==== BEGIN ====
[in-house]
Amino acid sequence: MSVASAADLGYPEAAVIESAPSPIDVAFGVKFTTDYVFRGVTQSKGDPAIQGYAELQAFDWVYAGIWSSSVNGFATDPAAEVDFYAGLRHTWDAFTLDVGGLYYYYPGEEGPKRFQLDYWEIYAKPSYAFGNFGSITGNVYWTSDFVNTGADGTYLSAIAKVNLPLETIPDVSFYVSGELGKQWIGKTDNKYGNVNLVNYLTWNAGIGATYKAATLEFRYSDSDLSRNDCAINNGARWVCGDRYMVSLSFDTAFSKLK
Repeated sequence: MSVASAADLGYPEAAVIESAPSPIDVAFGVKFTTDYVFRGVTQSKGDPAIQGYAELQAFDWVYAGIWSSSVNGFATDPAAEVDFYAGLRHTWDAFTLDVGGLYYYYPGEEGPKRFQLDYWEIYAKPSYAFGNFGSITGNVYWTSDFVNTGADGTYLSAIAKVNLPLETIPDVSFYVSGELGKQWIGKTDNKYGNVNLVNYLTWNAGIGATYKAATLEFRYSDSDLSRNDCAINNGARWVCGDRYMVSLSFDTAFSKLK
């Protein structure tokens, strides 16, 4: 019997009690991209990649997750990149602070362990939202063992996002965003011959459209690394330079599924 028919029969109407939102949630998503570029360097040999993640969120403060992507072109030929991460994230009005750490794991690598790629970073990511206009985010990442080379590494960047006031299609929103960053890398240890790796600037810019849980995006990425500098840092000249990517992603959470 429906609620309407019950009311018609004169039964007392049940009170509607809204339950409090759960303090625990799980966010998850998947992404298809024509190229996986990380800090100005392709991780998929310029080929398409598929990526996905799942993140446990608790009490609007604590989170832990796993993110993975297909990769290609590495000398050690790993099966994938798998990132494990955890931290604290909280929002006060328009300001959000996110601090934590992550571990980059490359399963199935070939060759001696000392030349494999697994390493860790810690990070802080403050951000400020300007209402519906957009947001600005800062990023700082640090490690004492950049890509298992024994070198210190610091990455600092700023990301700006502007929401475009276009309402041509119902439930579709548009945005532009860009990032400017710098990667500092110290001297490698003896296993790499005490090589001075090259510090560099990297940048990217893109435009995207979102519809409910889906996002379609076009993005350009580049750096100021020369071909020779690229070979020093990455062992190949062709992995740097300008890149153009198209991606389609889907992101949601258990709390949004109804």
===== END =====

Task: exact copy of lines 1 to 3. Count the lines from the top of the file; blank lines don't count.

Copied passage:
[in-house]
Amino acid sequence: MSVASAADLGYPEAAVIESAPSPIDVAFGVKFTTDYVFRGVTQSKGDPAIQGYAELQAFDWVYAGIWSSSVNGFATDPAAEVDFYAGLRHTWDAFTLDVGGLYYYYPGEEGPKRFQLDYWEIYAKPSYAFGNFGSITGNVYWTSDFVNTGADGTYLSAIAKVNLPLETIPDVSFYVSGELGKQWIGKTDNKYGNVNLVNYLTWNAGIGATYKAATLEFRYSDSDLSRNDCAINNGARWVCGDRYMVSLSFDTAFSKLK
Repeated sequence: MSVASAADLGYPEAAVIESAPSPIDVAFGVKFTTDYVFRGVTQSKGDPAIQGYAELQAFDWVYAGIWSSSVNGFATDPAAEVDFYAGLRHTWDAFTLDVGGLYYYYPGEEGPKRFQLDYWEIYAKPSYAFGNFGSITGNVYWTSDFVNTGADGTYLSAIAKVNLPLETIPDVSFYVSGELGKQWIGKTDNKYGNVNLVNYLTWNAGIGATYKAATLEFRYSDSDLSRNDCAINNGARWVCGDRYMVSLSFDTAFSKLK